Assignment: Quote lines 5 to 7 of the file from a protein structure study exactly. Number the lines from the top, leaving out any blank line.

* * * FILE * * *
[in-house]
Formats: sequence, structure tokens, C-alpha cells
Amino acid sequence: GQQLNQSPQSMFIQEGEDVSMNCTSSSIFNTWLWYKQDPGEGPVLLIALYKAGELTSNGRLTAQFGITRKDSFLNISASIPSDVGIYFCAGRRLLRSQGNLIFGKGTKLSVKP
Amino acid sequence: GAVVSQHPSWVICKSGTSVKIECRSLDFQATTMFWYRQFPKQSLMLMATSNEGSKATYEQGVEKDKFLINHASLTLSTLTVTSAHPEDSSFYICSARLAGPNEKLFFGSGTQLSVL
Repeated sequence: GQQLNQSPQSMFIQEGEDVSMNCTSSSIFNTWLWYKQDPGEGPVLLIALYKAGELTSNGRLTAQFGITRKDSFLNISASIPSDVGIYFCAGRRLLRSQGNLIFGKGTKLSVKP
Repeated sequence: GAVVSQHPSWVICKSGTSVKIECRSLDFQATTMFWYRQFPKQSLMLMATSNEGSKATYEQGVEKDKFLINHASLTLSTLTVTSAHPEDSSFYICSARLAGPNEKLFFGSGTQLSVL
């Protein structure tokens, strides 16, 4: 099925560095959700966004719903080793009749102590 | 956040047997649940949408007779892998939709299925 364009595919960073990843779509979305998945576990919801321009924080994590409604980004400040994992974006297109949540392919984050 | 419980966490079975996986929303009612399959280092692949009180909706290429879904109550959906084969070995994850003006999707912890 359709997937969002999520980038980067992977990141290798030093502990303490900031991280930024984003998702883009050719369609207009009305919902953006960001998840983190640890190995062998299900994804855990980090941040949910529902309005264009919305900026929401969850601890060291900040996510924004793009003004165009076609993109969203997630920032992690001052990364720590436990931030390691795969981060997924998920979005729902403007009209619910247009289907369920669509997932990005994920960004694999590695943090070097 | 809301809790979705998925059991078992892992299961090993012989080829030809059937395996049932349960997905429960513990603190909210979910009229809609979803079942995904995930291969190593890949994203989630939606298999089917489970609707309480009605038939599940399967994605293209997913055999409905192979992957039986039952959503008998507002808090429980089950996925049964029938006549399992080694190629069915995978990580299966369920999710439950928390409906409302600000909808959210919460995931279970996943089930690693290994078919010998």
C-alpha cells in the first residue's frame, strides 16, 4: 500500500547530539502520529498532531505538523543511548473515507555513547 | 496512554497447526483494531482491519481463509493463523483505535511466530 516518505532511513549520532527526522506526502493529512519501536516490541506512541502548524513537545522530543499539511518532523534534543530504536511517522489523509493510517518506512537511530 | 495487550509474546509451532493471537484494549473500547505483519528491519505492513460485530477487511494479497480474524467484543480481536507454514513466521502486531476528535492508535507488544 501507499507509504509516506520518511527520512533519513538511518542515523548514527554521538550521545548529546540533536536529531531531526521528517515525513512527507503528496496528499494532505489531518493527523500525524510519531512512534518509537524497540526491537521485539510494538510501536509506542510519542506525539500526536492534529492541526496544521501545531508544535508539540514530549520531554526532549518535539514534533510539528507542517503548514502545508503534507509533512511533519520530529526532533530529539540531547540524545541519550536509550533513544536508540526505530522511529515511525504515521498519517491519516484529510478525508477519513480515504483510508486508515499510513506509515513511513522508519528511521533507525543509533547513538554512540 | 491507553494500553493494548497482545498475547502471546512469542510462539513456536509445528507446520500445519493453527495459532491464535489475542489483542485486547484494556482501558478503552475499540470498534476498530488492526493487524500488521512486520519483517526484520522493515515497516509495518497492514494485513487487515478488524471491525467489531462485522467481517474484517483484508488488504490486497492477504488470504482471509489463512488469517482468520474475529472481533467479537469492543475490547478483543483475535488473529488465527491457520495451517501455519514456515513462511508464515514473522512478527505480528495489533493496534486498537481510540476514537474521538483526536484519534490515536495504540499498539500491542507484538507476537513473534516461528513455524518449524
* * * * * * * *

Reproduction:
Repeated sequence: GQQLNQSPQSMFIQEGEDVSMNCTSSSIFNTWLWYKQDPGEGPVLLIALYKAGELTSNGRLTAQFGITRKDSFLNISASIPSDVGIYFCAGRRLLRSQGNLIFGKGTKLSVKP
Repeated sequence: GAVVSQHPSWVICKSGTSVKIECRSLDFQATTMFWYRQFPKQSLMLMATSNEGSKATYEQGVEKDKFLINHASLTLSTLTVTSAHPEDSSFYICSARLAGPNEKLFFGSGTQLSVL
């Protein structure tokens, strides 16, 4: 099925560095959700966004719903080793009749102590 | 956040047997649940949408007779892998939709299925 364009595919960073990843779509979305998945576990919801321009924080994590409604980004400040994992974006297109949540392919984050 | 419980966490079975996986929303009612399959280092692949009180909706290429879904109550959906084969070995994850003006999707912890 359709997937969002999520980038980067992977990141290798030093502990303490900031991280930024984003998702883009050719369609207009009305919902953006960001998840983190640890190995062998299900994804855990980090941040949910529902309005264009919305900026929401969850601890060291900040996510924004793009003004165009076609993109969203997630920032992690001052990364720590436990931030390691795969981060997924998920979005729902403007009209619910247009289907369920669509997932990005994920960004694999590695943090070097 | 809301809790979705998925059991078992892992299961090993012989080829030809059937395996049932349960997905429960513990603190909210979910009229809609979803079942995904995930291969190593890949994203989630939606298999089917489970609707309480009605038939599940399967994605293209997913055999409905192979992957039986039952959503008998507002808090429980089950996925049964029938006549399992080694190629069915995978990580299966369920999710439950928390409906409302600000909808959210919460995931279970996943089930690693290994078919010998």